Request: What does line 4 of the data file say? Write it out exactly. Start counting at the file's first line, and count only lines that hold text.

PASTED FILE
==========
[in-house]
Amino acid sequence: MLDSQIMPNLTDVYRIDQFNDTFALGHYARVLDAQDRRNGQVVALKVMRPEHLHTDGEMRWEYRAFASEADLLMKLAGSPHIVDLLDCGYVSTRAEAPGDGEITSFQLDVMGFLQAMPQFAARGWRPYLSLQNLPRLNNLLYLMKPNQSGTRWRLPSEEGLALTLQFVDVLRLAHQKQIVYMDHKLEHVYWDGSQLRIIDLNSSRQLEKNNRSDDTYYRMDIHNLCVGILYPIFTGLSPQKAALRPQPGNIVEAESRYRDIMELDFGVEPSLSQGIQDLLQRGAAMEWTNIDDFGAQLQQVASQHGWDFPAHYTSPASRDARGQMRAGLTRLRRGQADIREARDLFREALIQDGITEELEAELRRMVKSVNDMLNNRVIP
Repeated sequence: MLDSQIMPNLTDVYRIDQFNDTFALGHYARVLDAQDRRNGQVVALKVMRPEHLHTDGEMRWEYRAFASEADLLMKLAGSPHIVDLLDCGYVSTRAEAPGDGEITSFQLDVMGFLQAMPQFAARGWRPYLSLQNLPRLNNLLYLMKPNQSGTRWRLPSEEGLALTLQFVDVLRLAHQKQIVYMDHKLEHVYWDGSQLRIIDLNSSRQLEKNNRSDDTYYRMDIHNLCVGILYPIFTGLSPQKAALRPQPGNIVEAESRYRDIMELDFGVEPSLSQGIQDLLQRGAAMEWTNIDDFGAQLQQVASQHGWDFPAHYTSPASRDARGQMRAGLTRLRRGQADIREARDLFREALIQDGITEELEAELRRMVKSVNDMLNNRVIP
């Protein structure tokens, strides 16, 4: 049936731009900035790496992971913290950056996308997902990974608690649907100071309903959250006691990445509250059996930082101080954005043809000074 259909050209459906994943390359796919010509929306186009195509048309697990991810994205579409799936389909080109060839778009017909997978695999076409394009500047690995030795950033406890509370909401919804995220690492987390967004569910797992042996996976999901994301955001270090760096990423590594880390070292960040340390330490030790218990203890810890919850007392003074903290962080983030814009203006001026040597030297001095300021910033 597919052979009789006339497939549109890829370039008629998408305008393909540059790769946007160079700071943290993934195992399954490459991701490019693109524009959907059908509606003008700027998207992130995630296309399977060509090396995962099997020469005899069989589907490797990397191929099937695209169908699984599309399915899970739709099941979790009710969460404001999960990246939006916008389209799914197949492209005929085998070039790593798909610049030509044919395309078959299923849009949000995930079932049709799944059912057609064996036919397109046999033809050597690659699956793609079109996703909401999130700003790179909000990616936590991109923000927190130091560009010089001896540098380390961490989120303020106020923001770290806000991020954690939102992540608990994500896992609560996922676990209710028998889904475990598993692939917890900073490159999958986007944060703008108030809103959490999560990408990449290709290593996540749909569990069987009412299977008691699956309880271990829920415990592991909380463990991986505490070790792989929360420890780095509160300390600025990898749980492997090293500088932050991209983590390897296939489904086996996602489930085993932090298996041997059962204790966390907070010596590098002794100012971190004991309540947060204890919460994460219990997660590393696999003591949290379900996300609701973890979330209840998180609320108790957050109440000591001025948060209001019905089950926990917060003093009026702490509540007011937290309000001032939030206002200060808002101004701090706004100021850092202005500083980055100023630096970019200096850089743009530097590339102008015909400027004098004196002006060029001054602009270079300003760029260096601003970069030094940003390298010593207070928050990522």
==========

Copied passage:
């Protein structure tokens, strides 16, 4: 049936731009900035790496992971913290950056996308997902990974608690649907100071309903959250006691990445509250059996930082101080954005043809000074 259909050209459906994943390359796919010509929306186009195509048309697990991810994205579409799936389909080109060839778009017909997978695999076409394009500047690995030795950033406890509370909401919804995220690492987390967004569910797992042996996976999901994301955001270090760096990423590594880390070292960040340390330490030790218990203890810890919850007392003074903290962080983030814009203006001026040597030297001095300021910033 597919052979009789006339497939549109890829370039008629998408305008393909540059790769946007160079700071943290993934195992399954490459991701490019693109524009959907059908509606003008700027998207992130995630296309399977060509090396995962099997020469005899069989589907490797990397191929099937695209169908699984599309399915899970739709099941979790009710969460404001999960990246939006916008389209799914197949492209005929085998070039790593798909610049030509044919395309078959299923849009949000995930079932049709799944059912057609064996036919397109046999033809050597690659699956793609079109996703909401999130700003790179909000990616936590991109923000927190130091560009010089001896540098380390961490989120303020106020923001770290806000991020954690939102992540608990994500896992609560996922676990209710028998889904475990598993692939917890900073490159999958986007944060703008108030809103959490999560990408990449290709290593996540749909569990069987009412299977008691699956309880271990829920415990592991909380463990991986505490070790792989929360420890780095509160300390600025990898749980492997090293500088932050991209983590390897296939489904086996996602489930085993932090298996041997059962204790966390907070010596590098002794100012971190004991309540947060204890919460994460219990997660590393696999003591949290379900996300609701973890979330209840998180609320108790957050109440000591001025948060209001019905089950926990917060003093009026702490509540007011937290309000001032939030206002200060808002101004701090706004100021850092202005500083980055100023630096970019200096850089743009530097590339102008015909400027004098004196002006060029001054602009270079300003760029260096601003970069030094940003390298010593207070928050990522």